In June, Mr. Larsson unveiled the company’s “Way Forward Plan,” pledging to focus on the creative and practical sides of the business. Drawing from the fast-fashion model, the company needed more surprising designs, and a quicker way to get them to shoppers.

The path, however, has been bumpy, and Mr. Larsson’s departure is the latest example. But the push-and-pull between the past and future was perhaps most visible on Inauguration Day for President Trump, when Melania Trump wore a Ralph Lauren powder-blue cashmere outfit that looked like a first lady costume of yore — a Jacqueline Kennedy outfit for a Camelot-themed party.

It was appropriate. It was safe. It had worked before.

“There are few people you’ll find that are more modern-thinking and more open to change than Ralph,” Mr. Burke said. “I think he recognizes there need to be changes.”

During a call with analysts on Thursday, Mr. Larsson said that he and Mr. Lauren had worked “very hard to find common ground” over the last few months. Mr. Lauren did not participate in the call. Through a spokeswoman, both men declined to be interviewed.

The company said that Jane H. Nielsen, the chief financial officer, would lead operations during the search for a new chief.

Shares of Ralph Lauren dropped more than 12 percent to close at $76.61 on Thursday.

The new chief will be responsible for turning those numbers around. But those efforts will be influenced by a company culture that continues to be shaped by its founder.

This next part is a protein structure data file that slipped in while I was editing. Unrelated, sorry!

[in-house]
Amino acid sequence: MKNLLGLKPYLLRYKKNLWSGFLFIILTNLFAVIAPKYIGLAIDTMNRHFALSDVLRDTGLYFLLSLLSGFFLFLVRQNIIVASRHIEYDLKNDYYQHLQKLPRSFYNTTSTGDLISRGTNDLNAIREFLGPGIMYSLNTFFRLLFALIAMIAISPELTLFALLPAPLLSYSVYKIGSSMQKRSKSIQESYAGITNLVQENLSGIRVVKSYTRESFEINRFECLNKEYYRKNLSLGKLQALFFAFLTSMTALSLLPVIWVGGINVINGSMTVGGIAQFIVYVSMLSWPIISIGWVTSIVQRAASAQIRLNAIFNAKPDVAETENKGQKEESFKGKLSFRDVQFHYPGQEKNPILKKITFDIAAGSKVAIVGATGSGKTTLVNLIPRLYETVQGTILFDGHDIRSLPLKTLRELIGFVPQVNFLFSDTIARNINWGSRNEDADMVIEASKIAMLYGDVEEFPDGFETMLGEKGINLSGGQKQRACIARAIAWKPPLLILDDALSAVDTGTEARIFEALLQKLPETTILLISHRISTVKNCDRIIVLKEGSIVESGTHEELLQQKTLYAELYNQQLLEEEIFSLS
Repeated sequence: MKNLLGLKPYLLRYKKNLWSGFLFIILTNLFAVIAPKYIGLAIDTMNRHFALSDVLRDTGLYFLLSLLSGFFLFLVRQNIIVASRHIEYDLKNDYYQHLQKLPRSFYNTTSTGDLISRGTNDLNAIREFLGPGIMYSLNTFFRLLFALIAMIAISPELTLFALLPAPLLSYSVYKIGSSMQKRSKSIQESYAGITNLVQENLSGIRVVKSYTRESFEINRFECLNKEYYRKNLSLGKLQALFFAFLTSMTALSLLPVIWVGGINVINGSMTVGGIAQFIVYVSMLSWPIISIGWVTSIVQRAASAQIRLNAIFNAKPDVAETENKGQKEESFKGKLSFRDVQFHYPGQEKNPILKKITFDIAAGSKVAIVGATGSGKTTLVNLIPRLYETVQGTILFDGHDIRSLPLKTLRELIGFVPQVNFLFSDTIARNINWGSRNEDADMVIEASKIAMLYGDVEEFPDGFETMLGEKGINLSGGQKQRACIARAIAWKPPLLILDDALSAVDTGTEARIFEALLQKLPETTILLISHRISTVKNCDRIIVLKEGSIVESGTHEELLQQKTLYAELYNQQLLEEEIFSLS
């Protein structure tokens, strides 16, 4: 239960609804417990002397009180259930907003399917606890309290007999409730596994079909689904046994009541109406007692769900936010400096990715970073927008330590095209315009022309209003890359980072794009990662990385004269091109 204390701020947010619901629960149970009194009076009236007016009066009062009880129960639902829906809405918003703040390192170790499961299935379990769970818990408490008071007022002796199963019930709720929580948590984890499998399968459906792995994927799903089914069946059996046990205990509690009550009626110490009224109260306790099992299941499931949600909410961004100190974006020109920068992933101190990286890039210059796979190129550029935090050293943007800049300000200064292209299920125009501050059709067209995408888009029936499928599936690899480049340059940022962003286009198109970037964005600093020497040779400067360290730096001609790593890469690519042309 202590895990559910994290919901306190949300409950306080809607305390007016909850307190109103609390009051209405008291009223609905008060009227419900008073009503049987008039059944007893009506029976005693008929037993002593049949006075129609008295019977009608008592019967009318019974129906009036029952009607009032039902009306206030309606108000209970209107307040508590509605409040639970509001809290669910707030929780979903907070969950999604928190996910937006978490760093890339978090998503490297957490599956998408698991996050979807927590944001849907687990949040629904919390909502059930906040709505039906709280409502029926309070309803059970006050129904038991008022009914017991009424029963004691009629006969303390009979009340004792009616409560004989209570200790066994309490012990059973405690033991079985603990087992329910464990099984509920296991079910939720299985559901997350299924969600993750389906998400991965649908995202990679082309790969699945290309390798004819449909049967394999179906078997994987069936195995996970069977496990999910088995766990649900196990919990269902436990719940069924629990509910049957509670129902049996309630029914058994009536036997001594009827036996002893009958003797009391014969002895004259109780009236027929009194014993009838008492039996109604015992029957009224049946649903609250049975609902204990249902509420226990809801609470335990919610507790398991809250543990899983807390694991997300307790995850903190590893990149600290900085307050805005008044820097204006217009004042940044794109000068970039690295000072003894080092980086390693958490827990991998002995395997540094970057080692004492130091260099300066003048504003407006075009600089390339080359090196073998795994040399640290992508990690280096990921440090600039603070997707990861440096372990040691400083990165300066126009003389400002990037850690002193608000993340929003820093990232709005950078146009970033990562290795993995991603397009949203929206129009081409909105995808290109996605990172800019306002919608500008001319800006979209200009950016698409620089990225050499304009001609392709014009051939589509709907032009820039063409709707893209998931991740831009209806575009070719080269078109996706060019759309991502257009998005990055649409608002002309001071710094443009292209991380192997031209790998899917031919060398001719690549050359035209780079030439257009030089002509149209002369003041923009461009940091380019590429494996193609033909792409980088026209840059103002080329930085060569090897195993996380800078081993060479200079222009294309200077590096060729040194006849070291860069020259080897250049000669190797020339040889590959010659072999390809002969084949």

Pictures of Mr. Lauren hang throughout his clubby, dimly lit headquarters on the Upper East Side of Manhattan. Full of dark wood and tartan, the rooms are a mix of prairie chic and Old English gentlemen’s club.

“Ralph is the brand,” Mr. Burke said. “It’s an all-encompassing lifestyle.”

Now, Mr. Burke said, that lifestyle must figure out how to connect with a different audience. Younger consumers are less loyal, their tastes more fleeting. Shoppers have been trained to hunt more and pay less.

The Ralph Lauren brand has done its part to fuel that trend, with a variety of labels at different prices. Shoppers can still pay $600 for a Polo Ralph Lauren dress on Fifth Avenue. But Lauren clothing is also available at outlet malls, a growing number of discount stores and department stores that slash their prices year-round to attract customers. Under Mr. Larsson, the brand has said that it would reduce the number of labels to three.

On Thursday, Ralph Lauren executives said that revenue had fallen 12 percent to $1.7 billion in the third quarter, and that the company was on track to close 50 stores by the end of this fiscal year.

“The Ralph Lauren flagship in New York’s Upper East Side is a world away from the selection of random Polo sweaters thrown onto a fixture at Macy’s,” wrote Neil Saunders, a managing director at GlobalData, formerly known as Conlumino, in a research note. “It is becoming increasingly difficult for the two to coexist without causing brand confusion.”